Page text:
paul erdös

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Paul Erdös
(1913-1996)
[New York Times obituary]

Correspondence

Here [PDF] is a two page letter that Paul Erdös wrote to Klarner when Erdös visited the University of Nebraska at Lincoln (UNL). At that time Klarner was on leave from the University of Nebraska. The letter is dated 13 January 1992, and is written on UNL math department stationery.

Transcription:
[letterhead]
University of Nebraska Lincoln
Department of Mathematics and Statistics
810 Oldfather Hall
Lincoln, Nebraska

Dear Klarner (1992 I 13)

I just arrived here, will be here this week and will preach tomorrow and on thursday. I was sorry to hear that you are in Eindhoven, I was there in 1967 with my mother. Please give my regards to my many friends there. Just by accident I came across a few minutes ago an old paper of mine (Extremal problems in number theory, 1965 Amer Math Soc meeting in Pasadena 1963 Vol VIII), among others I consider there the following problem: Let a1 < a2 < ... < an be n integers I prove that you can always find n/3 of them which are sum free ie ai1, ... , aik, k > n/3, air1 + air2 ≠ air3, n/3 can probably be improved but not beyond 11/28 n, then I also ask how many a's can you find that the sum of two of them ai + aj ≠ ak, i ≠ j, ie ai1, ... , aik, but the sum of two a's is not one of the a1, ... ,an not only not one of the ai1, ... , aik. i = j must be forbidden otherwise ai = 2i would kill the problem. I state that you proved that k > c log n, probably much more is true.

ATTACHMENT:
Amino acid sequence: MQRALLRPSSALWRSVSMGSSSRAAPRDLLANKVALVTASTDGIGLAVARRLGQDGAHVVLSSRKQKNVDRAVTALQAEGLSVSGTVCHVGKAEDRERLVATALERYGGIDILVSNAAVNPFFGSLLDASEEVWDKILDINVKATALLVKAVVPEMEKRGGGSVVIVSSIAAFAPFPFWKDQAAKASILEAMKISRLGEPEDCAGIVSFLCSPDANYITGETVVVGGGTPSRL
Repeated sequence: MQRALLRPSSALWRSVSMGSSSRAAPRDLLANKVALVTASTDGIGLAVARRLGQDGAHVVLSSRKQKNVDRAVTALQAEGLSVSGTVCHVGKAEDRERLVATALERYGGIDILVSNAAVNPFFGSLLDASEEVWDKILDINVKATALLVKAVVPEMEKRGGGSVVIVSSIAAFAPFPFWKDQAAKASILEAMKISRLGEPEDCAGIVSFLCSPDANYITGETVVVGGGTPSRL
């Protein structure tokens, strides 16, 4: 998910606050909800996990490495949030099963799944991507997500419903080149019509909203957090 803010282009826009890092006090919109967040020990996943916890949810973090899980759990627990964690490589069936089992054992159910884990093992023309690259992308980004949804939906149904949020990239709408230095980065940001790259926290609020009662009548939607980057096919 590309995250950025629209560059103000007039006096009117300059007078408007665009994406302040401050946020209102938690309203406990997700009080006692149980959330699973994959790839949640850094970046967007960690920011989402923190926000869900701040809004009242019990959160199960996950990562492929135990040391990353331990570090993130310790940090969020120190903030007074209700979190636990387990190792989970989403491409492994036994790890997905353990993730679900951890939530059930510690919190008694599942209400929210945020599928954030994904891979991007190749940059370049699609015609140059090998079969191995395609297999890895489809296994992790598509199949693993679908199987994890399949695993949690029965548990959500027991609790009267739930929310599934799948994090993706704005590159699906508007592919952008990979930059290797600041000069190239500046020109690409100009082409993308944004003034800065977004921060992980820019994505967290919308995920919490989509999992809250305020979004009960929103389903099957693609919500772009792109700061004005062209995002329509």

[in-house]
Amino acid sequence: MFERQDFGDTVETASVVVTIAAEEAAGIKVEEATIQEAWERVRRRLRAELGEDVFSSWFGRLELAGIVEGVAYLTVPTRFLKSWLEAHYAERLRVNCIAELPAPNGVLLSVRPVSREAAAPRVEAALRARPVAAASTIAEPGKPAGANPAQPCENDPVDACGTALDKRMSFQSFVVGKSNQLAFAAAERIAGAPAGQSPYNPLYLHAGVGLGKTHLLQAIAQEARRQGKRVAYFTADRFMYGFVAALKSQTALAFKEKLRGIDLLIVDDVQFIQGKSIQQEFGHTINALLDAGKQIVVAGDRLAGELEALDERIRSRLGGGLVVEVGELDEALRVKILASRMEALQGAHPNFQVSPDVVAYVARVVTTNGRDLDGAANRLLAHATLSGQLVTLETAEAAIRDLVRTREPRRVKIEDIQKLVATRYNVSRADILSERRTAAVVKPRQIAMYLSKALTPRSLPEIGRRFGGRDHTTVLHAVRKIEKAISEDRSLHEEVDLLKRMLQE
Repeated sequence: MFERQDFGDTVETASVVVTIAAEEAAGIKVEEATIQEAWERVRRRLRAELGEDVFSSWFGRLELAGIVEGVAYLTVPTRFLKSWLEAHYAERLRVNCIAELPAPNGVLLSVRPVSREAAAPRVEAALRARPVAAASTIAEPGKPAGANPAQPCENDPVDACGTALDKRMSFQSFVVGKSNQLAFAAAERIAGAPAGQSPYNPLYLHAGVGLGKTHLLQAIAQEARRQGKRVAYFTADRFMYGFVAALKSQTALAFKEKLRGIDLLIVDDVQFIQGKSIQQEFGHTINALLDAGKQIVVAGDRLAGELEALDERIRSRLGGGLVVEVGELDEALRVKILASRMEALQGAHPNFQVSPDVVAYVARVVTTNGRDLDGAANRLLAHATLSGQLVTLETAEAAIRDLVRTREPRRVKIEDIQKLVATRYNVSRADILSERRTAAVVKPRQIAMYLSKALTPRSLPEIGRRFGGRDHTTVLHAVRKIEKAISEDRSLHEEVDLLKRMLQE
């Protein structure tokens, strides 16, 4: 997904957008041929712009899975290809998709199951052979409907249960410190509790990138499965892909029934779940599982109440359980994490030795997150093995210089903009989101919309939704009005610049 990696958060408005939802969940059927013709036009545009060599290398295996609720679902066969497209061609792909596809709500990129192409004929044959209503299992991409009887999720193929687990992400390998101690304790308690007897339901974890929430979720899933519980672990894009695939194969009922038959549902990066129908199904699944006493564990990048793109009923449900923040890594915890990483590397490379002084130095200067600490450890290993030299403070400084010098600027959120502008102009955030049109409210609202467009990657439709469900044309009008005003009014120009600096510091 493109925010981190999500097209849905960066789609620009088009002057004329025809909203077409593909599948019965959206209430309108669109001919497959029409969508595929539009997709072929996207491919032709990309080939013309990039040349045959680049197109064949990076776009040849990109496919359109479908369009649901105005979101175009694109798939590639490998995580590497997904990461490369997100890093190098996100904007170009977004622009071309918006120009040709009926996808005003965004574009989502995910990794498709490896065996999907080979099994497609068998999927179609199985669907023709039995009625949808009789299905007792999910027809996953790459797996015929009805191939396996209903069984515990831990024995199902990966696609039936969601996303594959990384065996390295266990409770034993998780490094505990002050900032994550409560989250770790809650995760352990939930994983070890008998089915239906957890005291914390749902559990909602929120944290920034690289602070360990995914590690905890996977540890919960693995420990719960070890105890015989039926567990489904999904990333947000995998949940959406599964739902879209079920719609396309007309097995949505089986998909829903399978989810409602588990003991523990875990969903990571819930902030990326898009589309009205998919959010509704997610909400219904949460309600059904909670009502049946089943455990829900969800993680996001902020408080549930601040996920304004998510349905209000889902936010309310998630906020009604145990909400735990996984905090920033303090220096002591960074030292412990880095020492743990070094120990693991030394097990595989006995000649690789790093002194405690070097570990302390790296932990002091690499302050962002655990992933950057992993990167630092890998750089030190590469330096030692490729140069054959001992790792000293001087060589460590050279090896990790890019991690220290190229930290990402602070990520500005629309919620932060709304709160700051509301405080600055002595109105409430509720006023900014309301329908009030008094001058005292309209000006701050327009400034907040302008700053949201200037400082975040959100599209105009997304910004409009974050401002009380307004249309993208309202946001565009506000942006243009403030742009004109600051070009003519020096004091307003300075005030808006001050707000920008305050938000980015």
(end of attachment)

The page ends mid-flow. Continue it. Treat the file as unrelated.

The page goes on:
Let a1 < a2 < ... < an < n, k > ε n is it true that if n > n0(ε) then there are three a's which have pairwise the same least common multiple? Is this a good problem or trivially true or false??

Another such question a1 < a2 < ... < at ≤ n, and no aj = ai + ai+1 + ... + ai+r max t = ? I first thought that max t = n/2 + 1 but Pomerance found for n=4m (m odd) 2m+2 such numbers m-1, m, m+1, (3m-1)/2, (3m+1)/2, 2m, ... and all the integers 2m ≤ t ≤ which are not forbidden (exactly 4 are forbidden e.g. m=9 n=20 4 5 6 7 8 10 12 14 16 17 19 20. 15= 4+8 18=10+8 are forbidden. Can you get a good bound for t? (n/2)(1+o(1)) is true?

I hope your health is good, you can always reach me at my Budapest adress or c/o Dr R L Graham Bell Laboratories Murray Hill New Jersey 07974


Kind regards to all, au revoir


E. P.


You probably know that the Rados both died, but their son Peter + family lives in the house.